Absentee ballots for the June 23 primary are now being mailed out. (If you haven’t yet sent in your application please do that online right now — voting absentee is the healthiest way to vote this year.)
You will get one very long ballot that is not easy to decipher — tons of empty space, candidates on both sides of the ballot, a list of presidential candidates, and then another long list of delegates pledged to support those presidential candidates.
Here’s what you need to know.
On ballot side 1, vote for Congress (A), Assembly (B), and President (C).
This should be straightforward, just make sure you see all the candidates.
A. If you are in Grand Street Dems, you are either in Congressional District 7 or 12. If you are in 7, GSD endorses Nydia Velázquez. If you are in 12, GSD endorses Carolyn Maloney.
B. GSD endorses Yuh-Line Niou for re-election.
C. GSD did not make an endorsement for President.
On ballot side 2, vote for Delegates to the Democratic National Convention (D).
This is where it starts to get confusing. The names here are people who want to go to the Democratic National Convention this summer to cast official votes for the party’s Presidential and Vice Presidential nominees. This is independent from your vote in (C) for President, but tied up with the overall vote for President in your Congressional District.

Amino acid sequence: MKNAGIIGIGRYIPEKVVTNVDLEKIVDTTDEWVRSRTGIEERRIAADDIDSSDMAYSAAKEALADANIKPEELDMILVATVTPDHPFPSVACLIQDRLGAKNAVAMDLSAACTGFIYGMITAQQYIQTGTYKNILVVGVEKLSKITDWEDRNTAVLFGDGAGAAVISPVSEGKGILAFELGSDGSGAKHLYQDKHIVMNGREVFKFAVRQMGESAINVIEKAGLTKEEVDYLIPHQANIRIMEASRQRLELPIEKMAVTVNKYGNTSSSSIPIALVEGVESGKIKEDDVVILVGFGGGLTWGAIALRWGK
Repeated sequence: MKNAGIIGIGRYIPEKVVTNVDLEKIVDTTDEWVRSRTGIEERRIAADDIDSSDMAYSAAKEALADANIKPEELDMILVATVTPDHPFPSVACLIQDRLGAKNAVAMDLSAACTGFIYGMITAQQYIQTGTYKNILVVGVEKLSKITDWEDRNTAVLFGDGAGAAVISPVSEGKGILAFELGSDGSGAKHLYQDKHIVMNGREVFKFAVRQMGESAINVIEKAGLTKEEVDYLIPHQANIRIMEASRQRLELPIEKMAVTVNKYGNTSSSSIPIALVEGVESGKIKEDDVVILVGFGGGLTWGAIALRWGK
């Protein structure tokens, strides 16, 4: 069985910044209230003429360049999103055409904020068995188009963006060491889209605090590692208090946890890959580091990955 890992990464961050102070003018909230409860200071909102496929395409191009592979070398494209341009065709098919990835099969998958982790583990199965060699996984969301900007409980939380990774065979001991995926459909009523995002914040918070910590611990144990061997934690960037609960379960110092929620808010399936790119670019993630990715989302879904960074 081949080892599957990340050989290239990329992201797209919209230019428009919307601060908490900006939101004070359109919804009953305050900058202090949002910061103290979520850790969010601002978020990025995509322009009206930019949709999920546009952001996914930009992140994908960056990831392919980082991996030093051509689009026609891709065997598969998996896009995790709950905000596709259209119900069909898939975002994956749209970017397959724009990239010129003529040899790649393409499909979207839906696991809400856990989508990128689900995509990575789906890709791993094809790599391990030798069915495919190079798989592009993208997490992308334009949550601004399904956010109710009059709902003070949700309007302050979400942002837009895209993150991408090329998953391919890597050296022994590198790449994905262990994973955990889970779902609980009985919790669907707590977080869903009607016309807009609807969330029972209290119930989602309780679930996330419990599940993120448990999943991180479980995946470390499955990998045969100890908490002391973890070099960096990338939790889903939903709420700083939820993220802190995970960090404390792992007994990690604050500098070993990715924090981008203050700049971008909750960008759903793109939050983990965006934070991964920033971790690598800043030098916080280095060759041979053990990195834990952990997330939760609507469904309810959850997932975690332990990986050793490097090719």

Delegates pledged to a candidate will get selected in proportion to the percentage of votes their presidential candidate receives in each district (candidates need to clear 15% of the vote to get any delegates).
At its most basic level, if Joe Biden receives 50% of the vote in your district, then 50% of the delegates pledged to Biden will get selected to go to the convention. Which ones? The Biden delegates with the most votes out of all the Biden delegates.
You do not have to vote for delegates pledged to the candidate you voted for for President. You can vote for up to seven delegates if you are in Congressional District 7, and up to eight delegates if you are in Congressional District 12.
Place ballot in envelope #1, SIGN it, then put envelope #1 into envelope #2.
Even this part may be confusing. The envelope with your name on it and lots of other writing (“Official Absentee Ballot”) is where you seal up your ballot. You must sign and date the very bottom of the back of this envelope.
(Note: the part of the envelope that says “Official Absentee Ballot for” with lots of blanks does not need to be filled out, since this information is already printed to the left.)
Then you put that package into the slightly larger envelope (“Business Reply Mail”), and the whole thing goes in the mail.
You do not need to add postage. Ballots must be postmarked by June 22.